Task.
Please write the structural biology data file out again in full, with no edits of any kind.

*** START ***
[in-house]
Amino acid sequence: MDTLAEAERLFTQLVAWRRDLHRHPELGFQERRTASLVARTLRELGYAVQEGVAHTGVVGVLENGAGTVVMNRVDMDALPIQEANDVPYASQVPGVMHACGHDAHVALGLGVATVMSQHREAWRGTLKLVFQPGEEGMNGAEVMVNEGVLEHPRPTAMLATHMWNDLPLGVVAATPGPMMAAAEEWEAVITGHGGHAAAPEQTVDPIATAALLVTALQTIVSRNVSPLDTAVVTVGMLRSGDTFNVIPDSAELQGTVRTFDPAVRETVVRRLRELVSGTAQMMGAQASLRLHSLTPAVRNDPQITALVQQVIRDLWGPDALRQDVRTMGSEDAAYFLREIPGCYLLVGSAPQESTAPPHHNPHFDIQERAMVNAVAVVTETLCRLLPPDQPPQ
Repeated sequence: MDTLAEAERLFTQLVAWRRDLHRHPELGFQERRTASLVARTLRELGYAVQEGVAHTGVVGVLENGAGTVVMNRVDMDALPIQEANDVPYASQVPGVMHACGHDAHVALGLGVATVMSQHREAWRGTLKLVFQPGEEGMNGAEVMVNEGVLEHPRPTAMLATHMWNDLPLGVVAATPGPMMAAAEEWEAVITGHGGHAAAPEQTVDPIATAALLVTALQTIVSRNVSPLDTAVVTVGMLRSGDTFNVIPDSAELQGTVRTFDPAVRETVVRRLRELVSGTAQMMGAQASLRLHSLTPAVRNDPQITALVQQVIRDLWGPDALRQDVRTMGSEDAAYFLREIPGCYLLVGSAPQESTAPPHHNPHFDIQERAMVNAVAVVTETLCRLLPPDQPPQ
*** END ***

[in-house]
Amino acid sequence: MDTLAEAERLFTQLVAWRRDLHRHPELGFQERRTASLVARTLRELGYAVQEGVAHTGVVGVLENGAGTVVMNRVDMDALPIQEANDVPYASQVPGVMHACGHDAHVALGLGVATVMSQHREAWRGTLKLVFQPGEEGMNGAEVMVNEGVLEHPRPTAMLATHMWNDLPLGVVAATPGPMMAAAEEWEAVITGHGGHAAAPEQTVDPIATAALLVTALQTIVSRNVSPLDTAVVTVGMLRSGDTFNVIPDSAELQGTVRTFDPAVRETVVRRLRELVSGTAQMMGAQASLRLHSLTPAVRNDPQITALVQQVIRDLWGPDALRQDVRTMGSEDAAYFLREIPGCYLLVGSAPQESTAPPHHNPHFDIQERAMVNAVAVVTETLCRLLPPDQPPQ
Repeated sequence: MDTLAEAERLFTQLVAWRRDLHRHPELGFQERRTASLVARTLRELGYAVQEGVAHTGVVGVLENGAGTVVMNRVDMDALPIQEANDVPYASQVPGVMHACGHDAHVALGLGVATVMSQHREAWRGTLKLVFQPGEEGMNGAEVMVNEGVLEHPRPTAMLATHMWNDLPLGVVAATPGPMMAAAEEWEAVITGHGGHAAAPEQTVDPIATAALLVTALQTIVSRNVSPLDTAVVTVGMLRSGDTFNVIPDSAELQGTVRTFDPAVRETVVRRLRELVSGTAQMMGAQASLRLHSLTPAVRNDPQITALVQQVIRDLWGPDALRQDVRTMGSEDAAYFLREIPGCYLLVGSAPQESTAPPHHNPHFDIQERAMVNAVAVVTETLCRLLPPDQPPQ